Vatican City, Sep 10, 2021 / 12:00 pm (CNA).
Pope Francis welcomed a giant puppet symbolizing unaccompanied refugee children to the Vatican on Friday.
The 11-foot-tall puppet, called Little Amal, arrived in St. Peter’s Square on the morning of Sept. 10 on a journey from Gaziantep, near the border between Turkey and Syria, to Manchester, England.
Cardinal Michael Czerny with the puppet Little Amal in St. Peter’s Square, Sept. 10, 2021. Vatican Media.
The puppet, blinking and waving its arms, was greeted by the Vatican Cardinal Michael Czerny beside the bronze sculpture “Angels Unawares,” which depicts migrants huddled together on a raft and was unveiled in the square in 2019.
Czerny, under-secretary of the Migrants and Refugees Section of the Vatican’s Dicastery for Promoting Integral Human Development, was joined by Bishop Benoni Ambăruş, a Romania-born auxiliary bishop of Rome diocese responsible for the pastoral care of migrants.
“Amal is big and beautiful, and meeting her is a pleasure,” Czerny told Vatican News. “But she immediately reminds us that meeting vulnerable migrants, insecure workers, and asylum seekers in our midst requires more than just a glance.”
“Each of them, with their own baggage of suffering and dreams, needs and talents, is waiting for us to open our ears, our minds, and our hearts, as well as our eyes, and stretch out our hands.”
The puppet, whose journey is known as “The Walk,” proceeded to the San Damaso Courtyard of the Apostolic Palace, where it encountered the pope and brightly dressed children.
The children are participants in an event known as the “March of Welcome,” marking the World Day of Migrants and Refugees, which falls this year on Sept. 26.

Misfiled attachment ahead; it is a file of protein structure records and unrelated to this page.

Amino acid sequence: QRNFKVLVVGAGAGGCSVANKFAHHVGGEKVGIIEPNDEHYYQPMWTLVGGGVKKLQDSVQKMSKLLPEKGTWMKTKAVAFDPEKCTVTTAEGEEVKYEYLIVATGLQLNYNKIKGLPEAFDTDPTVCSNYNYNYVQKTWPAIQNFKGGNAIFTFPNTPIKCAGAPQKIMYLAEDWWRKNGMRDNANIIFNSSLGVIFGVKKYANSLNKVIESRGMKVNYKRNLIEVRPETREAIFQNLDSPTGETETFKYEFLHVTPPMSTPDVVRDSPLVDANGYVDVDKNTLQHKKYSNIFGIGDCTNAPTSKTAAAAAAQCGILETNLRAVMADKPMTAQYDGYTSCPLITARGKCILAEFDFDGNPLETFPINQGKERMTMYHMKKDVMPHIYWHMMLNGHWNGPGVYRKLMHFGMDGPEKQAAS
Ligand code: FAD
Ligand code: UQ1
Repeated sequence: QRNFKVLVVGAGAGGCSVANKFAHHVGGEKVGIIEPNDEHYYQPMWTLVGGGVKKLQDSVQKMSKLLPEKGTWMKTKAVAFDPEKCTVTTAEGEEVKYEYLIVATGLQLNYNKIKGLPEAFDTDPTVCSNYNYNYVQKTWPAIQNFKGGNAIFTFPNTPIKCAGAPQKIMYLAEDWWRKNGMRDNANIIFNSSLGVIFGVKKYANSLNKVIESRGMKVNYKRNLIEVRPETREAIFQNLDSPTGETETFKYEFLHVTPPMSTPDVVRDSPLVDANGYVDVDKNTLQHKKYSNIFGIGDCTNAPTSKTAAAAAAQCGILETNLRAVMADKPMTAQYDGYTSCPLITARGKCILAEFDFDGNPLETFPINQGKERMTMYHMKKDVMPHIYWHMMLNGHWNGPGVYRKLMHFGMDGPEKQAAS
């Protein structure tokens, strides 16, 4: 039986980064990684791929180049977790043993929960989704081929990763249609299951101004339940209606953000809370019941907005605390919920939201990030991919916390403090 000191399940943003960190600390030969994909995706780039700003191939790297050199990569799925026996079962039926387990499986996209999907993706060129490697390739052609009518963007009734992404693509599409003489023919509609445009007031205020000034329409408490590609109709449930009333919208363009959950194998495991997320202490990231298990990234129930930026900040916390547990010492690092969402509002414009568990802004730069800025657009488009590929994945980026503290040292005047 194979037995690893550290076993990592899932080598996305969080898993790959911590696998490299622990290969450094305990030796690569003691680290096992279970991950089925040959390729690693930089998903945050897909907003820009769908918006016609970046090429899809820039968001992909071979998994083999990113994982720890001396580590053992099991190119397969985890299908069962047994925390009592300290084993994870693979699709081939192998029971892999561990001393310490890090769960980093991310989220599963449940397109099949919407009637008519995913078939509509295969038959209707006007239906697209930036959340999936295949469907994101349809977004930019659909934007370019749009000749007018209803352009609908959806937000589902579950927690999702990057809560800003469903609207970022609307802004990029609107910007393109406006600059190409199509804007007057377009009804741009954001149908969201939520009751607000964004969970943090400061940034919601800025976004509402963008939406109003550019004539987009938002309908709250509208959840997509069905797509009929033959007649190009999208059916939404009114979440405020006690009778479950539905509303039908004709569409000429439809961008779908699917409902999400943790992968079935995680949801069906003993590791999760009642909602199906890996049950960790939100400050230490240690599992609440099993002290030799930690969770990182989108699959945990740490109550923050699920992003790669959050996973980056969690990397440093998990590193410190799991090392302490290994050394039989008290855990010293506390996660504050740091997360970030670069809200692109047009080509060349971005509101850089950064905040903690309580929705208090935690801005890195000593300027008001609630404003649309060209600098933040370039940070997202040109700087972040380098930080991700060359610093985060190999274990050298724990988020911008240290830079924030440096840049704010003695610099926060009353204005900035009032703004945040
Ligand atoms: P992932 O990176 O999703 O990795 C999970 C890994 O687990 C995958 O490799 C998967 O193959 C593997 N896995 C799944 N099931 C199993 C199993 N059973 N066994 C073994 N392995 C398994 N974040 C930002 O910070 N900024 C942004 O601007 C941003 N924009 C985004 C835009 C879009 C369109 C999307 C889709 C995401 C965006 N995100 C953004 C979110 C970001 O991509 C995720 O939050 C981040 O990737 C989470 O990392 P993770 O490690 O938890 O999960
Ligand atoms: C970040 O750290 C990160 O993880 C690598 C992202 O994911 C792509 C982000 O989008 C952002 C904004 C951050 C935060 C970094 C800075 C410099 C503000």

In May, Pope Francis released his 2021 message marking the annual commemoration, which Pope Pius X instituted in 1914.
Photographs issued by the Vatican showed the pope waving to the children, greeting them individually, and giving them his blessing.
“The pope invited them to play and he spent some time in the courtyard watching them and asking them to pray for him too,” reported Vatican News, which said that the event also included a kite-building workshop.
The welfare of migrants and refugees has been one of Pope Francis’ top priorities since his election in 2013. His first trip outside Rome as pope, in July of that year, was to Italy’s migrant island of Lampedusa.
Earlier this week, the pope met with recent arrivals from Afghanistan after a documentary about his life and teaching was screened at the Vatican.
Evgeny Afineevsky, the film’s director, told the online news site Deadline: “When the movie finished [the pope] was downstairs waiting for them. He wanted to meet everybody and greet everybody…”
“He is a human being who cherishes being close to the people, cherishes the moment he can spread love, joy in their lives — not easy lives. And he always remembers that he can be in their place [as a refugee]. He said it many, many times: ‘It can be you or me.’”
He added: “He’s somebody who is trying to bring light to their plight. He’s trying to bring the spotlight of the media towards them and to show to the world how important it is to help them, integrate them.”
After his Sunday Angelus on Sept. 5, Pope Francis urged countries to offer refuge to people fleeing Afghanistan following the Taliban takeover and withdrawal of U.S. and other forces.
“In these troubled times that see Afghans seeking refuge, I pray for the most vulnerable among them. I pray that many countries will welcome and protect those seeking a new life. I pray also for the internally displaced persons and that they may receive assistance and the necessary protection,” the pope said.
“May young Afghans receive education, an essential good for human development. And may all Afghans, whether at home, in transit, or in host countries, live with dignity, in peace and fraternity with their neighbors.”
“The Walk” is a collaboration between the theater group Good Chance, founded in a refugee camp in Calais, France, in 2015, and the South African Handspring Puppet Company, which created the puppets for the acclaimed play “War Horse.”
Little Amal, made from cane and carbon fiber and operated by four puppeteers, is being taken on an almost 5,000-mile journey from Turkey to the U.K., via Greece, Italy, France, Switzerland, Germany, and Belgium to raise awareness of the plight of young refugees.
Amal, a nine-year-old Syrian refugee child, first featured as a character in Good Chance’s play “The Jungle,” representing the hundreds of unaccompanied minors in the Calais camp.